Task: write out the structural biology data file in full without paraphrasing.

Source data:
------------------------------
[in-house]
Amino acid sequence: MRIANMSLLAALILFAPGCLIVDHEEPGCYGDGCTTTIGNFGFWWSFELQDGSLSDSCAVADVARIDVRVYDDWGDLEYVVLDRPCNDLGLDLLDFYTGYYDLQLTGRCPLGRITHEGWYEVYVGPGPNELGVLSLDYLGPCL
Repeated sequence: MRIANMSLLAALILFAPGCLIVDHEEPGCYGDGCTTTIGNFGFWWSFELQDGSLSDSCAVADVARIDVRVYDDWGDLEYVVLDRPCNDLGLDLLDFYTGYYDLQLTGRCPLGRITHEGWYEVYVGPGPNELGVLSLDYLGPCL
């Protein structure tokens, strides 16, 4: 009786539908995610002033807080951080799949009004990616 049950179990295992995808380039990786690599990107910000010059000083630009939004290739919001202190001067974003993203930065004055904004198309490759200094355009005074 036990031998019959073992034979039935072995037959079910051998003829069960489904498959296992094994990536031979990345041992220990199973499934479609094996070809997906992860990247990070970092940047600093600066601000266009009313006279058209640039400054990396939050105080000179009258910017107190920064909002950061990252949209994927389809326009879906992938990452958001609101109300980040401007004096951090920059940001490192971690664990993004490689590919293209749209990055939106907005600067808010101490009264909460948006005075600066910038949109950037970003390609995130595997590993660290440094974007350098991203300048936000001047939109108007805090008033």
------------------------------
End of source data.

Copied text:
[in-house]
Amino acid sequence: MRIANMSLLAALILFAPGCLIVDHEEPGCYGDGCTTTIGNFGFWWSFELQDGSLSDSCAVADVARIDVRVYDDWGDLEYVVLDRPCNDLGLDLLDFYTGYYDLQLTGRCPLGRITHEGWYEVYVGPGPNELGVLSLDYLGPCL
Repeated sequence: MRIANMSLLAALILFAPGCLIVDHEEPGCYGDGCTTTIGNFGFWWSFELQDGSLSDSCAVADVARIDVRVYDDWGDLEYVVLDRPCNDLGLDLLDFYTGYYDLQLTGRCPLGRITHEGWYEVYVGPGPNELGVLSLDYLGPCL
């Protein structure tokens, strides 16, 4: 009786539908995610002033807080951080799949009004990616 049950179990295992995808380039990786690599990107910000010059000083630009939004290739919001202190001067974003993203930065004055904004198309490759200094355009005074 036990031998019959073992034979039935072995037959079910051998003829069960489904498959296992094994990536031979990345041992220990199973499934479609094996070809997906992860990247990070970092940047600093600066601000266009009313006279058209640039400054990396939050105080000179009258910017107190920064909002950061990252949209994927389809326009879906992938990452958001609101109300980040401007004096951090920059940001490192971690664990993004490689590919293209749209990055939106907005600067808010101490009264909460948006005075600066910038949109950037970003390609995130595997590993660290440094974007350098991203300048936000001047939109108007805090008033």